The technological acceleration that leads us to an uncertain future in which we may not know how to manage (perhaps a dystopia such as the one portrayed in the Black Mirror series), the economic swings and the conflicts that are shaping on a global scale, influences the anxiety. the lack of a handle in a past world of turns. The growing disinterest in religions leaves us without spiritual guidance in life and without a balm before the fear of death. In addition, in social networks everyone seems more cheerful and successful than me. What am I doing wrong? What I can do? Visit a guru, get started in fashion therapy, try to change my internal conversation, and so on. Or go to be prescribed antidepressants.

Although there are no specific data on the demand for psychological therapies, the psychologists consulted agree that it is increasing. In addition, there are indicators that can give us some idea: the increasing consumption of psychotropic drugs, the increase in suicides (3% in 2017 according to the INE), and its importance among the youngest segment, the waiting lists in health centers mentally (although this is also due to a lack of resources). For Darnés, the continuous search for well-being became a source of suffering, while the excess of analysis generated problems where there were none. Marino Pérez, Professor of Psychology at the University of Oviedo and co-author of the book Real life in the times of happiness (Alianza Editorial), has worked on this concept: hyperreflexivity. “Individuals are focusing too much on themselves,” he explains, “we are becoming more aware and sensitive to our own discomforts, when they are often completely normal human conditions.” So we can get to pathologize what are only ways of being and phases of mood. “We live in a very individualistic society in which we are already considered more consumers than citizens,” says Pérez, “and consumers must always be satisfied, always monitoring their own well-being.”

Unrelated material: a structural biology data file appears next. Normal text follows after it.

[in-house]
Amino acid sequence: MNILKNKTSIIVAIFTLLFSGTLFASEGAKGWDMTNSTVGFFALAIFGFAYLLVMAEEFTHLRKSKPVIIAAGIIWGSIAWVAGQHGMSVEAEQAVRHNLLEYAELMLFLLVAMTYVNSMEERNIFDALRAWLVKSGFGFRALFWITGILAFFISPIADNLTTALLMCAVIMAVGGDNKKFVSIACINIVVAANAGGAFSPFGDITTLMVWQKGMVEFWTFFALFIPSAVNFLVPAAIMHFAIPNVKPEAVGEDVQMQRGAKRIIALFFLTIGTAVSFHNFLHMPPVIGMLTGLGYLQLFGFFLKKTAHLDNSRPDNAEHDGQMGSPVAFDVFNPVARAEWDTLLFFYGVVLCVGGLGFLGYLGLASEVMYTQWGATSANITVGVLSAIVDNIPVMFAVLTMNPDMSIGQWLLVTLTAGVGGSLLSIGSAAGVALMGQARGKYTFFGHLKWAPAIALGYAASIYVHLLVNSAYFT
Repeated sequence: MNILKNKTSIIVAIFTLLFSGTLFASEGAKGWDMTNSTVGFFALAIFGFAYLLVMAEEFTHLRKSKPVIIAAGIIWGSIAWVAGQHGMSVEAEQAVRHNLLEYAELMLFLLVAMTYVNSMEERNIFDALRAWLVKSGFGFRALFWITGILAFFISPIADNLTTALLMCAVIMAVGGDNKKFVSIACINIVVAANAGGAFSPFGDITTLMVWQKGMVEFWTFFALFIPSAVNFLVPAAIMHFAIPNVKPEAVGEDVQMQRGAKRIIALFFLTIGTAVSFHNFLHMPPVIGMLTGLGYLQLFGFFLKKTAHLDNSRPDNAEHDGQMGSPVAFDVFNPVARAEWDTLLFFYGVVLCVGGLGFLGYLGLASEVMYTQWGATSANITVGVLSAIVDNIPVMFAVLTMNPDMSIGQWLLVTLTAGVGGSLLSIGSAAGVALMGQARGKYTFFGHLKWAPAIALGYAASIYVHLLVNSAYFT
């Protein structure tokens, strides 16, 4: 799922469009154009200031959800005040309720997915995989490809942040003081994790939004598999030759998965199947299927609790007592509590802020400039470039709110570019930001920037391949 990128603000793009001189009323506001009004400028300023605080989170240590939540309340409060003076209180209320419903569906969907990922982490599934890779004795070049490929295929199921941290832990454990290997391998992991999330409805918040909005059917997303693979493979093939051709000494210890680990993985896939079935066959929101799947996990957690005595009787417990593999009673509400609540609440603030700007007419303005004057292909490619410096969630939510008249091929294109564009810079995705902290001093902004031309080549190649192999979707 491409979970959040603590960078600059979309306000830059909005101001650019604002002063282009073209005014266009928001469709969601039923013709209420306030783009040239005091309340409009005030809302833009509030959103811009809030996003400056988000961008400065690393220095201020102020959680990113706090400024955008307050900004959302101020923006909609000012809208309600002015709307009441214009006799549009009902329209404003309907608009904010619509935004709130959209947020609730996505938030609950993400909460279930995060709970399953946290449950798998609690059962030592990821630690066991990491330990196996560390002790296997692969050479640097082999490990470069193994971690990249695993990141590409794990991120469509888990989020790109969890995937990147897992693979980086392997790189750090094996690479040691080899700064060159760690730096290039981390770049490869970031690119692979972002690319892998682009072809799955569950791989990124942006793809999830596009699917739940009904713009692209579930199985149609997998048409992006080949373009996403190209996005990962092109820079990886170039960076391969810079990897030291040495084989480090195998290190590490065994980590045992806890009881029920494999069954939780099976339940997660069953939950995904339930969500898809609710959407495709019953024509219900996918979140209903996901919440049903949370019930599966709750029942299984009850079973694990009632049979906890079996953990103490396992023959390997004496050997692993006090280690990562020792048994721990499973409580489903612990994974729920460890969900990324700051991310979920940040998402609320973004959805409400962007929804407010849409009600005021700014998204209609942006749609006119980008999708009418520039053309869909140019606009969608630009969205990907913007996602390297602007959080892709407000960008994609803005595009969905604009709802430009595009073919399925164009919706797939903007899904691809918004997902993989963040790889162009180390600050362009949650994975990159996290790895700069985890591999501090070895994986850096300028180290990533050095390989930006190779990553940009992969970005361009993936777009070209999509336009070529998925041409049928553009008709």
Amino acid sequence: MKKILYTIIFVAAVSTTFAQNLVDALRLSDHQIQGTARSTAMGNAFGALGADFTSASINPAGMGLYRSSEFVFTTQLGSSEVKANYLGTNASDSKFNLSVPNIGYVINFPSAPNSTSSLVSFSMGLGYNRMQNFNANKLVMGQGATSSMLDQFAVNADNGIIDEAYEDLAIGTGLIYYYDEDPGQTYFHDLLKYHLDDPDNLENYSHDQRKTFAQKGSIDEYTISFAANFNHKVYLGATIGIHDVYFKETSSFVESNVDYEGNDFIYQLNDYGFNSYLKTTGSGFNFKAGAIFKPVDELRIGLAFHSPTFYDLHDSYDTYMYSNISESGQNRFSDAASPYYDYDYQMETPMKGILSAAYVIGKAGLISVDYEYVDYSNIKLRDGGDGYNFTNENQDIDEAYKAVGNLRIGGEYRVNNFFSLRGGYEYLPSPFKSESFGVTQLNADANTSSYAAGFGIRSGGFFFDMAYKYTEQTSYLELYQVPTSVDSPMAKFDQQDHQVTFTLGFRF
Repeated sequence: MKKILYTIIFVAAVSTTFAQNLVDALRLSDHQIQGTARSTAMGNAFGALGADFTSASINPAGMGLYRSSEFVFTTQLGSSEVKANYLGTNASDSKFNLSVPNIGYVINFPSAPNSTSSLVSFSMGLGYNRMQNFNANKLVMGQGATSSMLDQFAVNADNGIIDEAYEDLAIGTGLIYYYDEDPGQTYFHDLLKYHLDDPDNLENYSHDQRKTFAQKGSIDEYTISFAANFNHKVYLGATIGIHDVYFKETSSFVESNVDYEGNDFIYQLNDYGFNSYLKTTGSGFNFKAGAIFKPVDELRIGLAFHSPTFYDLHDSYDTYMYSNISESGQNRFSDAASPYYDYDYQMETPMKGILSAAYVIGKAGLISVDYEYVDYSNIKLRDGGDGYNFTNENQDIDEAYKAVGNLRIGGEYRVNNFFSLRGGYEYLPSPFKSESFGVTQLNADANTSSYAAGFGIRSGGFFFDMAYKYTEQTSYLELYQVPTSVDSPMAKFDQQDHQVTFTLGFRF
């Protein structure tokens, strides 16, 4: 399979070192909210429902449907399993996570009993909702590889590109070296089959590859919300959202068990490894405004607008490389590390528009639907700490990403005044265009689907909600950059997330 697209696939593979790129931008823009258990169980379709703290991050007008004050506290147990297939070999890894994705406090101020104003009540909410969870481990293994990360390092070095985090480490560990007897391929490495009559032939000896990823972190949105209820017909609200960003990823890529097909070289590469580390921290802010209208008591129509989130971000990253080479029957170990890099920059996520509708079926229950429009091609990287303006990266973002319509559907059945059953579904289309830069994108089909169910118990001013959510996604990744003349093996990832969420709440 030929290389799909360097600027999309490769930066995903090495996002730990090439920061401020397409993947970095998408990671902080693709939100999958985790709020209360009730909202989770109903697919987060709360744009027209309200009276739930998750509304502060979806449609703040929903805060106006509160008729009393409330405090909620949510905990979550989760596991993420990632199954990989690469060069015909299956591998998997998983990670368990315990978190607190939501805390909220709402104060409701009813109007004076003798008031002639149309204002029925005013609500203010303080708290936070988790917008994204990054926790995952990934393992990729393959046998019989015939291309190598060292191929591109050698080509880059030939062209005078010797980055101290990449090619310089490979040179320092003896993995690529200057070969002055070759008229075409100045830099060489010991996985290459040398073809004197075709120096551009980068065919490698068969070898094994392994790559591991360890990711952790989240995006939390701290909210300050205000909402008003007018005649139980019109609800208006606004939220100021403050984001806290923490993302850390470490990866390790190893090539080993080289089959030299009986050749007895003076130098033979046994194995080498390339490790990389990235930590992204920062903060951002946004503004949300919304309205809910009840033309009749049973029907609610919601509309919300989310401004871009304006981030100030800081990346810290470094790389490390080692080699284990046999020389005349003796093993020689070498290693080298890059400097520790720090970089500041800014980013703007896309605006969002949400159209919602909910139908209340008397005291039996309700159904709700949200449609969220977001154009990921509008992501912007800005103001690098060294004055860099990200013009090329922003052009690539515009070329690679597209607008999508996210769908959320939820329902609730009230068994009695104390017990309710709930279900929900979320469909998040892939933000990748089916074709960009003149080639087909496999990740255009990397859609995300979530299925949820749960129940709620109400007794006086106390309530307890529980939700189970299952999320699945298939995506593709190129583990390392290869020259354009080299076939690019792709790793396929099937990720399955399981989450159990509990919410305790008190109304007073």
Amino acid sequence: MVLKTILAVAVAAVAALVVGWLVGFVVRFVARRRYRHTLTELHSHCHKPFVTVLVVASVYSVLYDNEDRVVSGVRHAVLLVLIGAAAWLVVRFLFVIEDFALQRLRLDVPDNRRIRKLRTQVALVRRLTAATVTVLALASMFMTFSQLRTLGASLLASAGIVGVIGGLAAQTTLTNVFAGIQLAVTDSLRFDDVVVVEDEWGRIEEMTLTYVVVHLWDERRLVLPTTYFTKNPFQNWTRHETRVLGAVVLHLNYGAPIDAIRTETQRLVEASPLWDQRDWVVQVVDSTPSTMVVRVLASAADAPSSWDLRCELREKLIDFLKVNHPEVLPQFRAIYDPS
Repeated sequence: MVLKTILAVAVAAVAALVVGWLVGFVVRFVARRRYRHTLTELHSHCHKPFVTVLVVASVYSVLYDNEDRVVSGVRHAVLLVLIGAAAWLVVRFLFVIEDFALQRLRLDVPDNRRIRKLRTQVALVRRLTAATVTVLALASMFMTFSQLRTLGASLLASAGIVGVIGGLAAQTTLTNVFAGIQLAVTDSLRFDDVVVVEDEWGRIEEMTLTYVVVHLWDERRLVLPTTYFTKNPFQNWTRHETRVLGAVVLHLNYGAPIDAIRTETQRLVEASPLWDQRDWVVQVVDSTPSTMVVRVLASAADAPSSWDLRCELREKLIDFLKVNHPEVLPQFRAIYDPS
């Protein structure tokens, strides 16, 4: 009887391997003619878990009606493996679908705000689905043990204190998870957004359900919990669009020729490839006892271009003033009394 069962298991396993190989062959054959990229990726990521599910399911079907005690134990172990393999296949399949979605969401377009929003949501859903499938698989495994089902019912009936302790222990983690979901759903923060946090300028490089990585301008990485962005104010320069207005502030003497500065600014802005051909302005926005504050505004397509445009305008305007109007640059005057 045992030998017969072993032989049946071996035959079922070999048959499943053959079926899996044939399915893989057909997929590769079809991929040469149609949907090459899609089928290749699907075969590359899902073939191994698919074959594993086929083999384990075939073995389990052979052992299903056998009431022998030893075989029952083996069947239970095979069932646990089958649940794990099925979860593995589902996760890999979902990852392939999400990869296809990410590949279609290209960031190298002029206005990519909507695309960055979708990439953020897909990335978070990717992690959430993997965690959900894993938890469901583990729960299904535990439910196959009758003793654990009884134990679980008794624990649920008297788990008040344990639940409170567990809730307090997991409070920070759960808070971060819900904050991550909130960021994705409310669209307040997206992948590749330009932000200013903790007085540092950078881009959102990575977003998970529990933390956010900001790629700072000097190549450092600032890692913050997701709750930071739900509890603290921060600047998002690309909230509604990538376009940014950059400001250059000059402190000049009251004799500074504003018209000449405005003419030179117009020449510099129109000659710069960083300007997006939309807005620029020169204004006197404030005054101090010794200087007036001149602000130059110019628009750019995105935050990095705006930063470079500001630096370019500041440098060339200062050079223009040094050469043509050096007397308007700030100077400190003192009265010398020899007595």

The increase in the popularity of therapies also contributes to a certain destigmatization of their use: the new generations are less reluctant to tell their therapeutic experiences, when in the previous ones there was a certain amount of concealment, as if the user feared being identified as mentally ill (and as if that was something to be ashamed of). At the same time, the psychological culture of the population grows and the average citizen is more familiar with its concepts and methods. The therapies are, moreover, more present in the media, and not only in Woody Allen films.

It is the perfect breeding ground for the emergence of intrusive and pseudotherapies: “We are asking the Government to regulate therapies that are not regulated,” says Fernando Chacón, dean of the Psychologists College of Madrid, “has to determine what therapies are really useful and which are not, so that the user knows: Bach flowers or family constellations are not the same as relaxation techniques. You also have to make sure that whoever offers them has the right training. ”

In the lampposts of many cities there are announcements of methods of personal growth where quantum physics is mixed with esotericism, and in the metro stations are distributed lampoons of mysterious African gurus willing to finish, despite their bad spelling, with any Heart wound You have to be careful. As the dean of psychologists explains, a therapy that works, that is harmless, is not the same as one that directly harms or makes the patient move away from conventional treatments or his social circle, with the dangers that entails . “That should be considered a crime,” says Chacón. And, as the case of Josep Darnés illustrates, use is not the same as abuse.